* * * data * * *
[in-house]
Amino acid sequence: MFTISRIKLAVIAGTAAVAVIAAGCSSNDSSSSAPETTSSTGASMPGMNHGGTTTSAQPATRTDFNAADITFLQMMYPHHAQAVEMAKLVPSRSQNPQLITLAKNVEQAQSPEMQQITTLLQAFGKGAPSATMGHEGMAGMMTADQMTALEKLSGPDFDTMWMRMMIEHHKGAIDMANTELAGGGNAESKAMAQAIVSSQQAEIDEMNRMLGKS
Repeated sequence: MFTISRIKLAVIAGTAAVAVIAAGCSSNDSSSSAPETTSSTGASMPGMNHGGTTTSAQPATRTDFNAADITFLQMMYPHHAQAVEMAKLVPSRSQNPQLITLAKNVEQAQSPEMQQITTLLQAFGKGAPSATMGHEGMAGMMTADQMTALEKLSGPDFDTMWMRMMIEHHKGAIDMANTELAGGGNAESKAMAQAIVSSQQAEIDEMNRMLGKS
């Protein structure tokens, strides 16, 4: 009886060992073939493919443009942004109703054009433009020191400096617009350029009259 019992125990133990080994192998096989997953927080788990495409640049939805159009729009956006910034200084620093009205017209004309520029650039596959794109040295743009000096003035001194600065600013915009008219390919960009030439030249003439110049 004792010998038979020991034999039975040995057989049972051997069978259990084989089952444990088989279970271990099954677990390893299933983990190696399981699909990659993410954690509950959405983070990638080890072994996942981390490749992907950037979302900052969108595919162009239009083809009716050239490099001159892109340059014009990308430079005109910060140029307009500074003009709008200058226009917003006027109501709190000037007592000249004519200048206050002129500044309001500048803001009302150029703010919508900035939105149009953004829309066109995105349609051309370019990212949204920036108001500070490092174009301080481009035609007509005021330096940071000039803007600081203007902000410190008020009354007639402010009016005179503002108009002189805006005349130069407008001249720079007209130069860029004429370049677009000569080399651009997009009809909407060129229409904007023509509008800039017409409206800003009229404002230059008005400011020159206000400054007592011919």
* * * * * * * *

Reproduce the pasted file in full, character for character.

[in-house]
Amino acid sequence: MFTISRIKLAVIAGTAAVAVIAAGCSSNDSSSSAPETTSSTGASMPGMNHGGTTTSAQPATRTDFNAADITFLQMMYPHHAQAVEMAKLVPSRSQNPQLITLAKNVEQAQSPEMQQITTLLQAFGKGAPSATMGHEGMAGMMTADQMTALEKLSGPDFDTMWMRMMIEHHKGAIDMANTELAGGGNAESKAMAQAIVSSQQAEIDEMNRMLGKS
Repeated sequence: MFTISRIKLAVIAGTAAVAVIAAGCSSNDSSSSAPETTSSTGASMPGMNHGGTTTSAQPATRTDFNAADITFLQMMYPHHAQAVEMAKLVPSRSQNPQLITLAKNVEQAQSPEMQQITTLLQAFGKGAPSATMGHEGMAGMMTADQMTALEKLSGPDFDTMWMRMMIEHHKGAIDMANTELAGGGNAESKAMAQAIVSSQQAEIDEMNRMLGKS
């Protein structure tokens, strides 16, 4: 009886060992073939493919443009942004109703054009433009020191400096617009350029009259 019992125990133990080994192998096989997953927080788990495409640049939805159009729009956006910034200084620093009205017209004309520029650039596959794109040295743009000096003035001194600065600013915009008219390919960009030439030249003439110049 004792010998038979020991034999039975040995057989049972051997069978259990084989089952444990088989279970271990099954677990390893299933983990190696399981699909990659993410954690509950959405983070990638080890072994996942981390490749992907950037979302900052969108595919162009239009083809009716050239490099001159892109340059014009990308430079005109910060140029307009500074003009709008200058226009917003006027109501709190000037007592000249004519200048206050002129500044309001500048803001009302150029703010919508900035939105149009953004829309066109995105349609051309370019990212949204920036108001500070490092174009301080481009035609007509005021330096940071000039803007600081203007902000410190008020009354007639402010009016005179503002108009002189805006005349130069407008001249720079007209130069860029004429370049677009000569080399651009997009009809909407060129229409904007023509509008800039017409409206800003009229404002230059008005400011020159206000400054007592011919």